Like an ideal child’s toy at Christmas, A.R. Gurney’s “Love Letters” requires very little assemblage, has only two movable parts, and has easy-to-follow instructions. This table read through of a couple’s love letters — from childhood mash notes to old-age epistles — has grown from a little bit of theater to a worldwide hit. Its original 1989 production featured a cast that changed weekly, with big name stars (William Hurt, Marsha Mason, et al) taking on the roles. There’s been foreign adaptations — one rewritten in Urdu for Indian culture — and even a performance by Gov. Schwarzenegger and his wife Maria Shriver.
The revolving cast is part of what keeps the play going — and Ojai ACT offers four different versions this month for the price of one. See all four or choose one.
Ojai Art Center Theater decided against having to choose one of the acting couples — all real couples in real life — for their production of “Love Letters” and instead are letting the audience make up their own mind. Starting today, each couple has secured its own weekend. Opening weekenders Tracey Williams and Cecil Sutton have the romantic pedigree for sure. They acted together in 2009’s Ojai ACT production of “Private Lives” and were married only a few months ago.
Tree Bernstein and Buddy Wilds take over next weekend while Suz Montgomery and John Hankins feature in the third weekend. Montgomery is host of Ventura’s “Schmooze with Suz” talk show, while Hankins is also handling the press for this event. On the final weekend, Lynn Van Emmerik and Bill Spellman take on the roles of Melissa Gardner and Andrew Makepeace Ladd III.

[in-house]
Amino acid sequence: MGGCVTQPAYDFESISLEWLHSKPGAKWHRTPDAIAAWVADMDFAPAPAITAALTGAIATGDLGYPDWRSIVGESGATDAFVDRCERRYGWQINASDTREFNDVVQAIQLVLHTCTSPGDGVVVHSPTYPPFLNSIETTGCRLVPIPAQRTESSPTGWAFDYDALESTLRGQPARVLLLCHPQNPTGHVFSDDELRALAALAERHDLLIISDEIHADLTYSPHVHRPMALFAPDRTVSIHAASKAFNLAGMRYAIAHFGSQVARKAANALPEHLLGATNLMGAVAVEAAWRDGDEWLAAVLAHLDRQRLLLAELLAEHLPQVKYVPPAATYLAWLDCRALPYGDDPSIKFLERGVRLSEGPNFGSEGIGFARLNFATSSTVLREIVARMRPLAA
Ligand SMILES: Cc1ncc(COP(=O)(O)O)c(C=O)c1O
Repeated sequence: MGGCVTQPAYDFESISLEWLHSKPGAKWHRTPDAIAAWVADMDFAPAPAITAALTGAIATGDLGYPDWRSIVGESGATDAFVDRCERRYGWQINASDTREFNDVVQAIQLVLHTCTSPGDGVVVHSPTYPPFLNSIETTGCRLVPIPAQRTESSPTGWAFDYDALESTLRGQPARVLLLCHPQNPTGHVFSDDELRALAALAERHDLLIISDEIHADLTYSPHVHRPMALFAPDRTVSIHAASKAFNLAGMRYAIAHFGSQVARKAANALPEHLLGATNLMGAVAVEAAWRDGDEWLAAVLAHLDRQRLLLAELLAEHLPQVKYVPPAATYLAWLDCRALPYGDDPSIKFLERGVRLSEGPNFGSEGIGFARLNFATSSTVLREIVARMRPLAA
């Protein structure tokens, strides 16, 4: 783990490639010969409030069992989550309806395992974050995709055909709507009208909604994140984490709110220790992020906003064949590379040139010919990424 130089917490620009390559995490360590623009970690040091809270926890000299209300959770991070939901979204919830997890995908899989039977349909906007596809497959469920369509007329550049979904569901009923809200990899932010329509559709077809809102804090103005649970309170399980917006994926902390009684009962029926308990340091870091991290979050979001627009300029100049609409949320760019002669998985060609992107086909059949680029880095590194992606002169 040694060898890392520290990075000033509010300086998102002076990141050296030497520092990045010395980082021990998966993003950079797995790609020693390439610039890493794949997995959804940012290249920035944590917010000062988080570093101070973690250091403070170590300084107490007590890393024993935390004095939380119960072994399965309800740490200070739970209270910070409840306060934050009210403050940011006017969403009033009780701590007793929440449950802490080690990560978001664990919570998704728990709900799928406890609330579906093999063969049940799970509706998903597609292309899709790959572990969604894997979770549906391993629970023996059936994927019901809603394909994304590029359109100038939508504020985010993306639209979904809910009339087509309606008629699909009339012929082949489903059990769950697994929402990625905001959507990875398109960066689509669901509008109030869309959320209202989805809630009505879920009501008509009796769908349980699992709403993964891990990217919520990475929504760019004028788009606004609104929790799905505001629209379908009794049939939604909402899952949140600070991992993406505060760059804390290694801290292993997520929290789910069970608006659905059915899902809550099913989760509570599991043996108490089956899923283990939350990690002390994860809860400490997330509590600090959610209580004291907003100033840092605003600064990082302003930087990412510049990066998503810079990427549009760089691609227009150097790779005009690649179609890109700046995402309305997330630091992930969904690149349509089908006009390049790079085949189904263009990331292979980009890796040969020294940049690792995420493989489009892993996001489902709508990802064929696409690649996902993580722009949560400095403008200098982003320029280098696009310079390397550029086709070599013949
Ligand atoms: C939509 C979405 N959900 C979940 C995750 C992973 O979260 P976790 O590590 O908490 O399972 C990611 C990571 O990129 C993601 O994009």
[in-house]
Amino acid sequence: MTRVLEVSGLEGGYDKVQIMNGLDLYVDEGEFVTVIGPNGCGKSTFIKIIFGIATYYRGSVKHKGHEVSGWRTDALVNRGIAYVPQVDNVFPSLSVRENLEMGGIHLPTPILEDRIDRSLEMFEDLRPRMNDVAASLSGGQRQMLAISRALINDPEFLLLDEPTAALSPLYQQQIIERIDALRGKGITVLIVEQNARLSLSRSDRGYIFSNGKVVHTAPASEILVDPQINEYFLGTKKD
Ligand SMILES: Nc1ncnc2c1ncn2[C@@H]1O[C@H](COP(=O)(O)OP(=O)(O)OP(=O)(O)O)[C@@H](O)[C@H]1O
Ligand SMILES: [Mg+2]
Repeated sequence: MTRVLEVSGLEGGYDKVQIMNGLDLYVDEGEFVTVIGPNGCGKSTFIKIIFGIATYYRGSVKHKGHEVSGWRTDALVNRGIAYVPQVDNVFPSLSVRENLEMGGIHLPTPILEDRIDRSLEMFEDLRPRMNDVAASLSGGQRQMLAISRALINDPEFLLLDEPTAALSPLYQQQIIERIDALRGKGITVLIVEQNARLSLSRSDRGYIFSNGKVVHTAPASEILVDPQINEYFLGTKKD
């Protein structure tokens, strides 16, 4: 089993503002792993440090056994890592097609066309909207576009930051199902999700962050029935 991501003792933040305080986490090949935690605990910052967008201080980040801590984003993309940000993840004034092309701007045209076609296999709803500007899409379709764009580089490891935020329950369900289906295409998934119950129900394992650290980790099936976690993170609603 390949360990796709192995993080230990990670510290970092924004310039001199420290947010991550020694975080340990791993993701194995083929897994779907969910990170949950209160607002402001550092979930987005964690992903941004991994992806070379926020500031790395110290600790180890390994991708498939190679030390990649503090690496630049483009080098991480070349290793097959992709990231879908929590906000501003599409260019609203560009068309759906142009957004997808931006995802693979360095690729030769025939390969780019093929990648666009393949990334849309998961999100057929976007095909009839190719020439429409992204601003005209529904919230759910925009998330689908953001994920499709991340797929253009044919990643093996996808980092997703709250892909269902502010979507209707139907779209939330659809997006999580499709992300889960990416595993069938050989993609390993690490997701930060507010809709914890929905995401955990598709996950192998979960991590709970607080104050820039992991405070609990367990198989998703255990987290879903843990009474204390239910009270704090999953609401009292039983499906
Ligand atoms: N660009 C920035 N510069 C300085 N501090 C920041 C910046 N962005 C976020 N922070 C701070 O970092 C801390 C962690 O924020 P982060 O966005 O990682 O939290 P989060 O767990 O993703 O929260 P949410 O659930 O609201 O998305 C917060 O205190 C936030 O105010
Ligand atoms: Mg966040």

Spellman, a retired dentist, is a “great comic guy” according to Hankins, while Van Emmerik is the more conservative of the two.
“They really should switch roles,” he jokes, as the dynamic of the play’s couple gives most of its stuffiness to the male and the free spirit to the female.
“This is not a sappy romantic play at all,” Hankins says. “There’s periods where they can’t stand each other.”
For Hankins, the character and the play touches him directly. His own East Coast upbringing and his stint in the Navy mirrors Andrew’s, right down to the places he was stationed. Both returned to the States and moved to California.
He also knows all about love letters. His first wife died of cancer some years ago, and he found himself going back to a stack of her own epistles and reading them through.
“Sometimes I’d grin or laugh out loud or close my eyes from memory,” he says. “And I want to use that experience in the play. The director will determine whether that works or not.
“That we have or wish we had a hidden stack of memories in a shoe box or in an attic may explain the enduring popularity of the play.”
Director Gai Jones, who is working with Hankins and Van Emmerik on their evening, wonders where all this tradition may be going in the future.
“We’re coming to a point where texting and e-mails are not going to leave a paper trail so our ancestors can read what we were thinking and feeling,” she says. “Part of the magic is hearing the spoken work translated from the page.”
“Love Letters” has that in abundance, with the actors as conduits for the written emotions. As Gurney advises the actors in his own notes: “No crying. Let the audience do the crying if they feel like it.” And they will.
When: 8 p.m. Fridays, Saturdays, 4 p.m. Sundays; through April 4
Where: 113 S. Montgomery St., in Ojai
Cost: $15 to $18
Information: (805) 640-8797 or ojaiact.org